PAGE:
Ten-year worldwide study links mobile phone use to cancerBy Daniel Martin
The Daily Mail
May. 27, 2010
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Use a hands free.Prolonged use of mobile phones over many years could increase the risk of cancer, scientists have found.
However, a landmark study by the World Health Organisation into the safety of mobiles is expected to stop short of concluding that they definitely cause cancer - because the evidence is not conclusive enough.
And, despite spending £15million investigating handsets over the past decade, the authors will admit there is a need for further research into their health effects before definitive advice can be given.
The WHO's report will not be released until later this week, but two national newspapers reported yesterday that it will quote evidence saying people who use mobile phones for at least 30 minutes a day for 10 years have a greater risk - perhaps as much as a third higher - of developing brain cancer.
The 'Interphone' research has been carried out over the past 10 years in 13 countries, and is the largest of its kind.
Although it is known that radiation emitted by mobiles is absorbed by the head when it is held to the ear, it has not been proved that frequent use damages health - mainly because mobile phones have not been widely used for very long.
Between 2000 and 2004, researchers interviewed almost 13,000 people - both tumour sufferers and those in good health - to see if their mobile phone use differed.
Some of these studies have been published individually and have shown an increased risk of glioma - the most common type of brain tumour - for those who talk on their mobile for 30 minutes a day for 10 years.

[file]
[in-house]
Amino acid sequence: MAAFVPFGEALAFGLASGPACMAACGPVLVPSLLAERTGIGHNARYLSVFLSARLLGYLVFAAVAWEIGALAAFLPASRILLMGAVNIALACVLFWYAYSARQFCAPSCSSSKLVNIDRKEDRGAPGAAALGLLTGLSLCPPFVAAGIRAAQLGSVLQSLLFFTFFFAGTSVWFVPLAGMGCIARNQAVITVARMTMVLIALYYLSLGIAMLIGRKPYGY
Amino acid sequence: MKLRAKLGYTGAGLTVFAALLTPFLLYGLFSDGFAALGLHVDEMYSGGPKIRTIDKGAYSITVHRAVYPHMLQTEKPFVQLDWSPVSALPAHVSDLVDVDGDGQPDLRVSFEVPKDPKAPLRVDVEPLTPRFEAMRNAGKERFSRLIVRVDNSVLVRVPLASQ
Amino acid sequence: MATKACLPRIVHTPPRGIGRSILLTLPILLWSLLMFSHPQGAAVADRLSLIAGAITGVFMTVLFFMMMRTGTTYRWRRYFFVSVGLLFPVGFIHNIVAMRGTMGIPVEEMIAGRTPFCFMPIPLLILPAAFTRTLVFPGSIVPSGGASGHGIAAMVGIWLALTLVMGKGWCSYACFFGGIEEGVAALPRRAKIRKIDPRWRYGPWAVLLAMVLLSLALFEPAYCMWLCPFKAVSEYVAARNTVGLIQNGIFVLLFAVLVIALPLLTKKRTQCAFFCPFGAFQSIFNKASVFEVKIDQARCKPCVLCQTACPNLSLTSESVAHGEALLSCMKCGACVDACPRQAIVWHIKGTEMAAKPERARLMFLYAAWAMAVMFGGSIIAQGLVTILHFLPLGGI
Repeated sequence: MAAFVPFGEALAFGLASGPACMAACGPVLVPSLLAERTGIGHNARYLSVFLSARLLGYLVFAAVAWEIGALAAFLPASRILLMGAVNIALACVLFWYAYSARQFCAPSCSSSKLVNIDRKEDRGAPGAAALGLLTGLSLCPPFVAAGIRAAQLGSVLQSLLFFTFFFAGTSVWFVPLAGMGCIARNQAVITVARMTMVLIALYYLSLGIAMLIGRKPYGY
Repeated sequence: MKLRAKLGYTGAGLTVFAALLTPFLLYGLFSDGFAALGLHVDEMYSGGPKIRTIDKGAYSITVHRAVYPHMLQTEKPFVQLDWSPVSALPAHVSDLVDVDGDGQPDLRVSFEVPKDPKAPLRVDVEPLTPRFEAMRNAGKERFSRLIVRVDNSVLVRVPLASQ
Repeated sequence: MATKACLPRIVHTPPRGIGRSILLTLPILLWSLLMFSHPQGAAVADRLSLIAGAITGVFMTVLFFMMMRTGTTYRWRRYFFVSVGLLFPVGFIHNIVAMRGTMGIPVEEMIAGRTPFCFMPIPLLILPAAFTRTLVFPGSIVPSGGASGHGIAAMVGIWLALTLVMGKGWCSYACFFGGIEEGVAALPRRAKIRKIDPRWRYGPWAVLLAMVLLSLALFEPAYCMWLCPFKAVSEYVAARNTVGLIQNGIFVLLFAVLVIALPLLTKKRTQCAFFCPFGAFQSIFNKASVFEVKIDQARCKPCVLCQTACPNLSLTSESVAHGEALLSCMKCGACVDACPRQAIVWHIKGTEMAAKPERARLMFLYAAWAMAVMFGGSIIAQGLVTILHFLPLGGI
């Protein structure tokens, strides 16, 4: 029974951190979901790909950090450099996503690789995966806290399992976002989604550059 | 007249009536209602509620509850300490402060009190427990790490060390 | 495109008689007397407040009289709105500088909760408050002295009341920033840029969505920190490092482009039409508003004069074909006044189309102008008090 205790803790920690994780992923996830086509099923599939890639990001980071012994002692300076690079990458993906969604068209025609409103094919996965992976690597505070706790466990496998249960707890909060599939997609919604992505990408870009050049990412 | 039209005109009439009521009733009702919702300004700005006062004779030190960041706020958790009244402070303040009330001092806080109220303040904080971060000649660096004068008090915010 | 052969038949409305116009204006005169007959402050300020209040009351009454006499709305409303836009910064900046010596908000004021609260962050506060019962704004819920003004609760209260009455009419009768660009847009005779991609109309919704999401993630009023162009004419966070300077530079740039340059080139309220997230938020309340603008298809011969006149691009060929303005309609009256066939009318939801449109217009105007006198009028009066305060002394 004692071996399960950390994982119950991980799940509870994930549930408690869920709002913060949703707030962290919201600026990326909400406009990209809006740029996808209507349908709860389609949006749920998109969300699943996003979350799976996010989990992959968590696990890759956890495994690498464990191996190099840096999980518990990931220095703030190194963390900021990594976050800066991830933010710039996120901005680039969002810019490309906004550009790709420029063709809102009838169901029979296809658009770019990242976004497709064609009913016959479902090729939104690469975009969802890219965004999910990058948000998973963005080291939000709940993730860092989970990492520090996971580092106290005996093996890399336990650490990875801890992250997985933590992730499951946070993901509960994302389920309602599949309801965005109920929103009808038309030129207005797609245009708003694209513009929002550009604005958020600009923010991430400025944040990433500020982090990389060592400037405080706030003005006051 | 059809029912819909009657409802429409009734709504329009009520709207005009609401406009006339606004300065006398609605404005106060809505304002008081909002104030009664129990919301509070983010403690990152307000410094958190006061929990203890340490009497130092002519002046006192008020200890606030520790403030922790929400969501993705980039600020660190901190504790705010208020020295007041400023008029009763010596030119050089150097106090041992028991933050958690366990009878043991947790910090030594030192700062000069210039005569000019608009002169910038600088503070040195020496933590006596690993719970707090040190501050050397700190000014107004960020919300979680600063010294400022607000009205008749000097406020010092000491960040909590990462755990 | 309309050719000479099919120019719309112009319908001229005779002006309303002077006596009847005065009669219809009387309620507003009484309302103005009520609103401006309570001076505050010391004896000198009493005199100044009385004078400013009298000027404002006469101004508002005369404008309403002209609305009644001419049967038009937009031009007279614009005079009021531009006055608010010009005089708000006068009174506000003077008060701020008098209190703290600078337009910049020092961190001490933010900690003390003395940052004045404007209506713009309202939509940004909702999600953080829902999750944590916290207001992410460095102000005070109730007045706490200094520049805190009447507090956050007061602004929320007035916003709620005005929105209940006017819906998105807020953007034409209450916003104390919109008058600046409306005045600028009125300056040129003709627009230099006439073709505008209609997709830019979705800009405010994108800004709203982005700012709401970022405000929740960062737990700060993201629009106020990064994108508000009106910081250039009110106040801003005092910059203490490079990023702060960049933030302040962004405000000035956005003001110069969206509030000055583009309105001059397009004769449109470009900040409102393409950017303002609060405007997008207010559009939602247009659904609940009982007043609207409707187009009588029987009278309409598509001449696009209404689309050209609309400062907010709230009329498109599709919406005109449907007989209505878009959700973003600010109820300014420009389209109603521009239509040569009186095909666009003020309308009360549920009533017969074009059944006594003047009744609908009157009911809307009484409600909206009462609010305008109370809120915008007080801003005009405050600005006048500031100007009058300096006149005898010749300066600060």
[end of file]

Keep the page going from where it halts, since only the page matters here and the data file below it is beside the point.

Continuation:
Many saw the tumour develop on the same side of the head as they use their phone.
A summary of these results concluded: 'Pooling of data from Nordic countries and part of the UK yielded a significantly increased risk of glioma related to use of mobile phones for a period of 10 years or more on the side of the head where the tumour developed.'
But there are huge question marks over the reliability of the data. For example, its definition of 'mobile phone user' includes people who only made one call a week.
And there are also questions over how much can be gleaned from asking people years later how often they used their phone and what ear they held it to.
Another possible flaw is so-called 'recall bias', in which people who have a brain tumour retrospectively decide their cancer must have been caused by something - such as their handset.
There is also huge scepticism about another of the findings of the study: that short-term mobile phone use actually protects against cancer. Even the authors believe this is highly unlikely.
The report will call for more research, especially among the young.
The Interphone study is eagerly awaited by governments across the world and also by the mobile phone industry, which funded a quarter of the costs of the report.
The Department of Health has not updated its guidance for more than four years. It suggests children should be 'discouraged' from making 'non-essential' calls - while adults should 'keep calls short'.
Other countries go further: urging people to buy hands-free sets, sending texts rather than making calls, or banning the advertising of phones at children.